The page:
Director Judd Apatow (“The Forty year old Virgin,” “Trainwreck”) has made his fame by directing some very amusing films and has helped launch the careers of several Hollywood actors, such as Steve Carrell, Amy Schumer, and Bill Hader. He is now featuring another newcomer to the big screen whom audiences will recognize from “Saturday Night Live” skits, Pete Davidson, playing Scott Carlin, a 24-year-old high school dropout, who lives in his widowed mother’s basement, smokes too much weed, and hopes for a career as a tattoo artist.
Apatow and Davidson co-wrote the script and drew some of the plot elements from Davidson’s own life story. Both the fictional Scott and the real-life Davidson had fireman fathers who died in line of duty when their sons were seven years old. Davidson’s father died in the Twin Towers on 9/11 while the fictional Scott’s father died heroically under less dramatic circumstances. Both Davidson and his character have suffered emotional trauma growing up without a father and both are troubled with Crohn’s disease.
The emotional scars that Scott carries through adolescence and into adulthood affect his life, often overwhelming him and leading to unwise life decisions, but Davidson is such a skilled comedic actor that the obviously ironic label, “King of Staten Island,” plays as a comedy even with the tragic elements that haunt his character. To contrast Scott’s lack of focus in making life decisions, he has a younger sister (Maude Apatow) who is graduating from high school and is soon off to the college of her choice. He frequently reminds her that she was too young to remember their father before his fateful accident and was therefore not as affected by the wrenching loss.
Scott spends most of his time hanging out with his friends and getting them to agree to let him practice his tattoo skills on them. One afternoon he is approached by a nine-year-old boy who, intrigued by all of the tattoos, agrees to let Scott practice on his shoulder. His friends discourage Scott from doing this without getting permission from the youngster’s parents, but Scott ignores their advice and proceeds until the child screams and runs away. The plot then takes an unexpected turn when the child’s father shows up that night at Scott’s home and begins excoriating him for harming his son and demands damages for the medical cost of removing the partial tattoo. Scott’s mother Margie (Marisa Tomei), who is an ER nurse, tells the irate father that she will get it taken care of and pay the cost. Somewhat mollified, the father Ray (Bill Burr), leaves saying that he will take care of the expense.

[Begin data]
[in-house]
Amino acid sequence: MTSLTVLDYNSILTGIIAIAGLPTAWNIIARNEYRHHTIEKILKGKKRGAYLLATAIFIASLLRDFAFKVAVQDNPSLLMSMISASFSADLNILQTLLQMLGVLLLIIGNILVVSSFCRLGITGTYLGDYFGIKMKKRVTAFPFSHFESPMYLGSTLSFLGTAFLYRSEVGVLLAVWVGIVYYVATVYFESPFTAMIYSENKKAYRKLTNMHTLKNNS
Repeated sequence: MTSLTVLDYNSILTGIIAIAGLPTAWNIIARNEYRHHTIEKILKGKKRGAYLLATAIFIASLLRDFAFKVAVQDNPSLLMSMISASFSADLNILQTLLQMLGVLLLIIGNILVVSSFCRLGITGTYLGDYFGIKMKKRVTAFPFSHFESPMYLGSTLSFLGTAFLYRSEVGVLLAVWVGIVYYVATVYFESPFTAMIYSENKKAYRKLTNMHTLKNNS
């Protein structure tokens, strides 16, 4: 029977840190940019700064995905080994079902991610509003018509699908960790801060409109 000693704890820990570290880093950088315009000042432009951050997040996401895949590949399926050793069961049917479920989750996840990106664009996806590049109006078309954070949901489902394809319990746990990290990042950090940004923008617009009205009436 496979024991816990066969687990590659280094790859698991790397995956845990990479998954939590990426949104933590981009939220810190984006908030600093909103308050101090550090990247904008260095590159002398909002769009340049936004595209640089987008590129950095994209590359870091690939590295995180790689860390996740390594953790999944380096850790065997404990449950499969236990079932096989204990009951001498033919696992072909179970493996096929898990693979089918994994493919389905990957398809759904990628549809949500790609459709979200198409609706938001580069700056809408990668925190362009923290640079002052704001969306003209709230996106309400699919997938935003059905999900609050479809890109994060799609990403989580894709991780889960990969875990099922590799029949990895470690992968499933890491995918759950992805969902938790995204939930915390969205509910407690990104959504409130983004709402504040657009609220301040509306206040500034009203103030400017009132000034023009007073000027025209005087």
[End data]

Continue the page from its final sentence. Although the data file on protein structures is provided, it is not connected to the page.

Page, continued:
A few days later, Ray returns to speak again with Margie. Also a fireman, Ray and Margie find they have much in common and he asks her out on a date. A romance blooms much to the chagrin of Scott, who has just missed a close call with the police. His friends have broken into a pharmacy to steal drugs and he is to be their get-away driver, but the store’s alarm goes off and the police immediately respond. So, Scott drives away.
Margie makes Scott move out and the challenges he meets finding another place to live land him in a local firehouse, where some of the firemen remember his father, both his faults and his heroism. Almost stealing the movie from the other outstanding performers is an older fireman played by Steve Buscemi, who has the wisdom and compassion to handle a difficult young man.
“The King of Staten Island” is not a perfect movie. It lasts an overly long two-and-one-half hours and it has a misleading opening scene that seems to prepare us for a tragedy. But the tone of the film is much more comic than we are led to expect. The plot with its developments does hold together and there is a definite arc to the story. The acting in “The King” is spot-on and the plot elements, never banal, are always believable, especially in the scenes with the wonderful Marisa Tomei, whom we haven’t seen in enough movies lately.